On Friday, Obama is set to announce tax credits for employers, with the aim of encouraging businesses to hire. Congress would have to vote on the proposal.
On Friday in Baltimore, President Obama will aim to jump-start job creation among small businesses with a new $33 billion program of tax credits.
Mr. Obama's proposal, which Congress must vote upon, would give any company - large or small - a $5,000 tax credit for every net new employee it hired this year. Also, if a company's total payroll grows faster than inflation (even because of pay raises), the employer would get reimbursed - in the form of a tax credit - for the added Social Security payroll taxes.
The benefits per firm would be capped at $500,000 - meaning that these measures would make the most difference for small businesses.
"This is meant to be a little bit like the 'cash for clunkers' program - to give an extra incentive to go out and hire, take someone where you were going to sit on the sidelines for another six months, and do it now," said a senior administration official on Thursday, who spoke on condition of anonymity.
The two programs, if enacted by Congress, would cut taxes for 1 million small businesses, the US Treasury estimates.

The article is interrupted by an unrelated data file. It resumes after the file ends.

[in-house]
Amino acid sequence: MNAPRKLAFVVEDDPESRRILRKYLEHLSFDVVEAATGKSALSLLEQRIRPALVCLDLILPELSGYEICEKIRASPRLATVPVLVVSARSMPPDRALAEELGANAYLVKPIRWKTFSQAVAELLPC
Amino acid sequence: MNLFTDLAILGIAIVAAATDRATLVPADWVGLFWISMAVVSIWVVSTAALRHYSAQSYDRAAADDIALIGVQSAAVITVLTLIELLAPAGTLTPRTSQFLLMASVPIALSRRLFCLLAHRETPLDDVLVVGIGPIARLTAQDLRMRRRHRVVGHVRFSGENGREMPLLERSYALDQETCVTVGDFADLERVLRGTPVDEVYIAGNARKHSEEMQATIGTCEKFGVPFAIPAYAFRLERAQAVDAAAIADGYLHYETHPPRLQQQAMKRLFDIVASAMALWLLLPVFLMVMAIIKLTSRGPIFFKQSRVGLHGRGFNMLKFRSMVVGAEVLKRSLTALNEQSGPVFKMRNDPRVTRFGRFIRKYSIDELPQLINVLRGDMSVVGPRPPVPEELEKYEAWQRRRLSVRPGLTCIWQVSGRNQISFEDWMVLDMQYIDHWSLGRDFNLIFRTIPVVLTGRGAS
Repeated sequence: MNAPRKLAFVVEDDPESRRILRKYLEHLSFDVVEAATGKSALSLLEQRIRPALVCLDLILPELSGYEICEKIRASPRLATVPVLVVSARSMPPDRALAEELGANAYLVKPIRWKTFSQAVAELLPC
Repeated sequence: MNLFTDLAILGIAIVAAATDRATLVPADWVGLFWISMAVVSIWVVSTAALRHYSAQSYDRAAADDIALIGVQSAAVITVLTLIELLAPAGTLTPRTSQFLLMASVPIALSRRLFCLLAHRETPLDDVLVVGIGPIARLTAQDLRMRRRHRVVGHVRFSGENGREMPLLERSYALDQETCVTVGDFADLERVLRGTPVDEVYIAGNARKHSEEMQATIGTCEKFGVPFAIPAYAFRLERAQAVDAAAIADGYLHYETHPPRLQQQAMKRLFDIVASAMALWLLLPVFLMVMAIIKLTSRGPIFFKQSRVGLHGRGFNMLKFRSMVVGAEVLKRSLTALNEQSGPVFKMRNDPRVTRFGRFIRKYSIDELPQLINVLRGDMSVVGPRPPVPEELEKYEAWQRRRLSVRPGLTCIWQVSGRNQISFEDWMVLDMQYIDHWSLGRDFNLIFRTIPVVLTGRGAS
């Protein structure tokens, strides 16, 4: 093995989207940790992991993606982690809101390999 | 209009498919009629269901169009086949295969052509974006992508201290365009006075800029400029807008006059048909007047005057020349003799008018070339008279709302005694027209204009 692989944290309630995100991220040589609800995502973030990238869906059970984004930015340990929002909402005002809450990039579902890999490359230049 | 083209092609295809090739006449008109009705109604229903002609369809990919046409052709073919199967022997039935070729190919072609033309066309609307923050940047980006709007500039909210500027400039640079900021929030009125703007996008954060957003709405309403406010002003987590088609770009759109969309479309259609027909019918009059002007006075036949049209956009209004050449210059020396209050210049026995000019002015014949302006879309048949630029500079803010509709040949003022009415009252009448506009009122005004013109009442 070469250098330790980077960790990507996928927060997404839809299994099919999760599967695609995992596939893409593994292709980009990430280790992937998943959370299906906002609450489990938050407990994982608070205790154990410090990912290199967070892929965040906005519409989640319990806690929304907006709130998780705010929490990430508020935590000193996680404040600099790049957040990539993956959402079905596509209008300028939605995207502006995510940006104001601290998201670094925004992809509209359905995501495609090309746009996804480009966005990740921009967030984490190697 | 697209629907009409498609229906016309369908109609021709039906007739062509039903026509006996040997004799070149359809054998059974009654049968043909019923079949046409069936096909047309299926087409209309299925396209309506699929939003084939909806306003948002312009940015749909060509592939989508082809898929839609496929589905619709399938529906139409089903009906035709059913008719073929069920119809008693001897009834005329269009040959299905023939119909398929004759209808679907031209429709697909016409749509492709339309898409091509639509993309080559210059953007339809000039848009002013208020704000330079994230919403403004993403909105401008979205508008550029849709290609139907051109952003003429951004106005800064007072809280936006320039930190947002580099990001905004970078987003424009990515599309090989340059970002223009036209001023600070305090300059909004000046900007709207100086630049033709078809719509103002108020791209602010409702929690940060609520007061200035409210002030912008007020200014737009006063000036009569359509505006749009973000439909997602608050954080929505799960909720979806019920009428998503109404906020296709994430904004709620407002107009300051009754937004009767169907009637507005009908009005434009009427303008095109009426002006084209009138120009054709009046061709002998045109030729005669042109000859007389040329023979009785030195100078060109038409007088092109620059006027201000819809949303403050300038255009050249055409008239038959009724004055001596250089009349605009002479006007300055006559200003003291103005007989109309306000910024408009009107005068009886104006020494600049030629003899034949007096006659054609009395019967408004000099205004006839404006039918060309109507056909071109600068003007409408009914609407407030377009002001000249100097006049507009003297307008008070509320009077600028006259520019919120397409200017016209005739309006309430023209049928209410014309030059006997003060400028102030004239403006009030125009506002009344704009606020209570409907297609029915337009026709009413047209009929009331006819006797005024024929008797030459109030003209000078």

Obama's proposal is part of an effort to show he's doing something for Main Street. On Wednesday night in his State of the Union speech, he indicated he would introduce this program. Then on Thursday, he proposed redirecting $30 billion in the Troubled Asset Relief Program (TARP) to community banks, which would lend the money to small businesses. Next week, Obama will be in New Hampshire to talk about more jobs initiatives.
"The economic theory is that the economy has begun to grow, but a lot of businesses are still sitting on the sidelines," the White House official said.
In 2006, some 119.9 million people worked for companies employing less than 500 people, according to the Census Bureau. …